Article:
State lawmakers, meanwhile, have called for a review of truancy policies. Senator John Whitmire, a Democrat who is chairman of the senate’s criminal justice committee, wants to decriminalize truancy and require schools to provide a lot more prevention and intervention before students are referred to adult court.
But some school districts are resisting these reforms, says Whitmire. “I just think schools unfortunately are callous.”
Joy Baskin, the top attorney for the Texas Association of School Boards, disagrees. “I certainly wouldn’t use the term callous to describe school administrators,” she says.
Baskin defends districts’ enforcement of attendance policies and worries that if truancy policies change dramatically, it would send a signal that school attendance is not a priority in Texas.
The state began getting tough on truants back in the mid 1990s, when the state decided to transfer truancy cases from juvenile courts to adult criminal courts, which up until then prosecuted mostly traffic citations and petty crime.
Deborah Fowler, of Texas Appleseed, calls these “plea mills” because, she says, they’re built for high volume and for making money. She says truancy cases can often lead to families being fined up to $1,500, or facing jail time if they don’t pay.
There are judges, however, who are known to go easier on kids and parents. Yvonne Michelle Williams in Travis County is one of them. She’s a fierce critic of how adult courts treat students: “It’s just pitiful.”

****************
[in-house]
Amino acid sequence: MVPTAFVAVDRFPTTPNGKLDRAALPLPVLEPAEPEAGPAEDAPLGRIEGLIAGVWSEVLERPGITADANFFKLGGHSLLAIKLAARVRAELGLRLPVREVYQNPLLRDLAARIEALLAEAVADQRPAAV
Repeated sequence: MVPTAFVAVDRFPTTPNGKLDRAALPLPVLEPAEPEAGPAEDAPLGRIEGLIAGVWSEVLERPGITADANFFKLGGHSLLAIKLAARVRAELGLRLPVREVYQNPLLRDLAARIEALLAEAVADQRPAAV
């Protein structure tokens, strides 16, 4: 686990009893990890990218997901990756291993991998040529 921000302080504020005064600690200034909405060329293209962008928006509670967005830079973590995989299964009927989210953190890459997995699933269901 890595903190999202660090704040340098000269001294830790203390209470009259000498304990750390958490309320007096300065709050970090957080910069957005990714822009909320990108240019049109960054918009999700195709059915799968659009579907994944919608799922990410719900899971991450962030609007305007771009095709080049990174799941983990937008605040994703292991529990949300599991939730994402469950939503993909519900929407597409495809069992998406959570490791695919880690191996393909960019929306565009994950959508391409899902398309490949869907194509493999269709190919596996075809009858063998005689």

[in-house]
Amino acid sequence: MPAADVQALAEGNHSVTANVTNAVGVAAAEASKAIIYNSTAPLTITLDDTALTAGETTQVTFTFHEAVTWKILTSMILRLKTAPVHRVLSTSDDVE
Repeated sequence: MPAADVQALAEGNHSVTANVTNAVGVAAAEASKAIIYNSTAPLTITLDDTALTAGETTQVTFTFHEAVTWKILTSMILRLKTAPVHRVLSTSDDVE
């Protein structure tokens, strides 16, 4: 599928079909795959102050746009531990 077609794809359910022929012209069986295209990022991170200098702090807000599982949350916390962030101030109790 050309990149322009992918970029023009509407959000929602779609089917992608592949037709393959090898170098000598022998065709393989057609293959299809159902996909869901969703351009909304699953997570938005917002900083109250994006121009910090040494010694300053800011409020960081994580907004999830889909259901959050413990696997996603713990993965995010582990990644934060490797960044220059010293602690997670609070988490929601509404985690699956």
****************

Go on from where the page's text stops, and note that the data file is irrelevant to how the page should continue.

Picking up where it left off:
She says that too many children who end up in court have serious, undiagnosed or untreated learning disabilities, which is why they miss so much school to begin with.
“I had such a case this morning,” says Williams.
It’s the case of 17-year-old Edgar Ramirez. He says he hates school. His mother, Alma Ramirez, can’t get him to go. So they’ve both been charged.
Through an interpreter, Williams gives them three options. To plead guilty, not guilty or no contest.
They plead no contest after Williams explains that a no-contest plea means their case will be dismissed in 90 days, as long as Edgar does not miss more school and he does community service. Williams also wants Edgar to to get help for his learning disability.
Speaking in Spanish, so his mother can understand, Edgar says he tries to learn but he forgets everything. He says his memory fails him and he needs help. Alma Ramirez says he’s been evaluated in school, but the medicine he’s taking does nothing for his memory problems. It just makes him moody and aggressive.
She is reluctant to blame the school, because ultimately, she says, it’ll be up to Edgar to change his behavior.
“I work in construction and I don’t want him to struggle like me,” Ramirez says in Spanish.
I ask Edgar if he’s going to take his mom’s advice. He stares at the floor and mumbles, “Yes, I promise to do better.”
It’s a promise that his mother says she’s heard many times before.